What I've provided here are just some ideas for the visual injuries. Be creative and work on other types of injuries, such as slings, splinting, and moving victims. Ensure that all movements are done safely and everyone is lifting properly. If possible, use a manikin until your team gets to be working as a cohesive team.

First aid is tough to administer for real. Get your team used to doing it and having fun doing it, which will take some of the stress out of having to do it for real.

Good Samaritan Laws
Not being a lawyer and not having played one on TV, I can only provide some generalizations on this subject. Everyone who has ever taken a First Aid/CPR/AED course has asked the question, "Can I be sued for giving aid to someone?" The answer is, "Yes. Anyone can sue anyone else for almost any reason." That's how crazy our legal system is. However, to protect you and me, most all states have passed some sort of Good Samaritan Law.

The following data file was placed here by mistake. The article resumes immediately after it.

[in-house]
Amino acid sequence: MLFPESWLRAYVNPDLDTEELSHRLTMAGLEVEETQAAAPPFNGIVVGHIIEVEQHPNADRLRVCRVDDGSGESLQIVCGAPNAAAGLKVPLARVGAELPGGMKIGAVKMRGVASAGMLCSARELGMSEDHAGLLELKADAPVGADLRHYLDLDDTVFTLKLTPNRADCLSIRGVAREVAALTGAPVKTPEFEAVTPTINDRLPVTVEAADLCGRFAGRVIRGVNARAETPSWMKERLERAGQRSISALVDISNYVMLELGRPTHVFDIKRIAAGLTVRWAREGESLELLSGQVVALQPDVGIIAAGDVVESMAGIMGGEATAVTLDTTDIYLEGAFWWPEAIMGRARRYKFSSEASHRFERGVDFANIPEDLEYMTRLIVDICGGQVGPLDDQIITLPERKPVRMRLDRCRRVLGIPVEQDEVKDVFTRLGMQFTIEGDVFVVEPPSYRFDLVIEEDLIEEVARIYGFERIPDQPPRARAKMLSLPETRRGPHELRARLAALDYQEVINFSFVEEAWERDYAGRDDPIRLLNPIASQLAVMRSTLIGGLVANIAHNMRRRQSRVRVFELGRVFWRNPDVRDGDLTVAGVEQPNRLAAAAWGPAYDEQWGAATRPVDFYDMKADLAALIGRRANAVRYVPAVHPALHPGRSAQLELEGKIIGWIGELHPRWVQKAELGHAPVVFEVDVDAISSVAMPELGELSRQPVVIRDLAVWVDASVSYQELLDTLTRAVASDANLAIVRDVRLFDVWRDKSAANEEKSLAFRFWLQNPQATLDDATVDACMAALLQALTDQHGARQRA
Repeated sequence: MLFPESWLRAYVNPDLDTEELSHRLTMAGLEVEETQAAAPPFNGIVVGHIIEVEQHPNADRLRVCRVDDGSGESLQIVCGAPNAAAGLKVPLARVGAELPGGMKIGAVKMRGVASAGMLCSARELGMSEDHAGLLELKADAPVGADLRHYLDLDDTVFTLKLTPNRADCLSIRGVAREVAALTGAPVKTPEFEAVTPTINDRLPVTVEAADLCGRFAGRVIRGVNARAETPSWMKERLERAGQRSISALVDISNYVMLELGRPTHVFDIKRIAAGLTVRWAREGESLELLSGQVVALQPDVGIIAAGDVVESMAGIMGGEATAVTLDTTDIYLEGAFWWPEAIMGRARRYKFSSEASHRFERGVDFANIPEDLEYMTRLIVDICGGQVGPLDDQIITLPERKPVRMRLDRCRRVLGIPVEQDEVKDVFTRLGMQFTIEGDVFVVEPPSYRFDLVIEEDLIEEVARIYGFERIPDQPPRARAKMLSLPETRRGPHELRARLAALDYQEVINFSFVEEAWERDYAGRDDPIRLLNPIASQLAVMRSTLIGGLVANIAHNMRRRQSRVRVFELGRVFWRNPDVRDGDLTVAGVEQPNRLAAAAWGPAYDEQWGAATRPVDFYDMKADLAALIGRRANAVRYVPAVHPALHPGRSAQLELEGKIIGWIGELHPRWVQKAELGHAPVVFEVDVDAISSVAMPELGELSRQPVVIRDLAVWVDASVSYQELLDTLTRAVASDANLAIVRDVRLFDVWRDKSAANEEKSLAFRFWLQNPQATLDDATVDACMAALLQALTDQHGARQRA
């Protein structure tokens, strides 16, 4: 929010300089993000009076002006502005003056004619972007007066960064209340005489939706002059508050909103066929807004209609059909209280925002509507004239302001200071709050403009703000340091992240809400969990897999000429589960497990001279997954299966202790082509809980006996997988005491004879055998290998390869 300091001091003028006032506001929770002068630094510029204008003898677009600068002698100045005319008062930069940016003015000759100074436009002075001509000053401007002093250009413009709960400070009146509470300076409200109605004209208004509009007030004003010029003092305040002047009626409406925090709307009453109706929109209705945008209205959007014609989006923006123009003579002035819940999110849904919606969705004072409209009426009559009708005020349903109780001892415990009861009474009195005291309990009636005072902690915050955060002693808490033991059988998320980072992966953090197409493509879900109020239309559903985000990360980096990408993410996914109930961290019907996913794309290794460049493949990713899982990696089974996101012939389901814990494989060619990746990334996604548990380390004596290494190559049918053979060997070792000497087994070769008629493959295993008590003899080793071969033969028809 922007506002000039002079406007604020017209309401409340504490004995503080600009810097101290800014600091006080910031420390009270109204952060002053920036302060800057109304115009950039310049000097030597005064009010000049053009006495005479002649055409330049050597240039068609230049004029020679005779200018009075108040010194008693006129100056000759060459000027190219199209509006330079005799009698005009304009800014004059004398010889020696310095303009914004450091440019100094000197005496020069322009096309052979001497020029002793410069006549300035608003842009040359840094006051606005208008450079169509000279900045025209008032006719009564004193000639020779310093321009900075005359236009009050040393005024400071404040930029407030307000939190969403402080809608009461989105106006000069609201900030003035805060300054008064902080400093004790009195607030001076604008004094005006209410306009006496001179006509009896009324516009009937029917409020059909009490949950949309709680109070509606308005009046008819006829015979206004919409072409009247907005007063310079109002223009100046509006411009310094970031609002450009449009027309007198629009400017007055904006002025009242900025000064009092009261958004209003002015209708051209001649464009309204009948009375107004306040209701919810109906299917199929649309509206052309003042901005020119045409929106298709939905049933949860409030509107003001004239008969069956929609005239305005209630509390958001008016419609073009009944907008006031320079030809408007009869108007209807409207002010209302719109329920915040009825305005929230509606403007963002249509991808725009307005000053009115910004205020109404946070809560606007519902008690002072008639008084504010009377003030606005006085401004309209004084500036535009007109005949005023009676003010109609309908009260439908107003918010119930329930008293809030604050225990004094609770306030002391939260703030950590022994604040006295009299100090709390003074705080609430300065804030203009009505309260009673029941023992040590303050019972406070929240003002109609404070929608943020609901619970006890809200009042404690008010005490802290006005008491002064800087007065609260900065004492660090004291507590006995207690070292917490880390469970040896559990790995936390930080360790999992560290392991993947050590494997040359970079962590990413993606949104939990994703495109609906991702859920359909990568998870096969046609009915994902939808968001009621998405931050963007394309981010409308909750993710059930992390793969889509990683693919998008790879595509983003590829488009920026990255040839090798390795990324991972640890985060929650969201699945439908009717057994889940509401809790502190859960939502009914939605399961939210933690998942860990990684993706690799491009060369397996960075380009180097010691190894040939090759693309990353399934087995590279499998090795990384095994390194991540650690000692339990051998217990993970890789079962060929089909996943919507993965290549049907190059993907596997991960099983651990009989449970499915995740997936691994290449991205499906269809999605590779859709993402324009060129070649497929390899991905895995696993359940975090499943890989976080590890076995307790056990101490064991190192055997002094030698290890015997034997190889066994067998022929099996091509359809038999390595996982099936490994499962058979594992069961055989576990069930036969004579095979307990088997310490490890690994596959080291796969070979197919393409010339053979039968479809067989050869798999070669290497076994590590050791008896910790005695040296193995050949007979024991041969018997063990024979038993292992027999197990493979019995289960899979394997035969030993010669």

In essence, these laws say if a trained person provides treatment to the best of his or her ability and with no thought of wrongdoing, that person is protected from legal repercussions. In Canada, Federal law requires you to render aid. In the United States, each state is slightly different, from states that require you to call for assistance to states that protect you even if you are not trained. Other states protect medical personnel only. For a specific answer, check with your legal counsel.

This article originally appeared in the April 2012 issue of Occupational Health & Safety.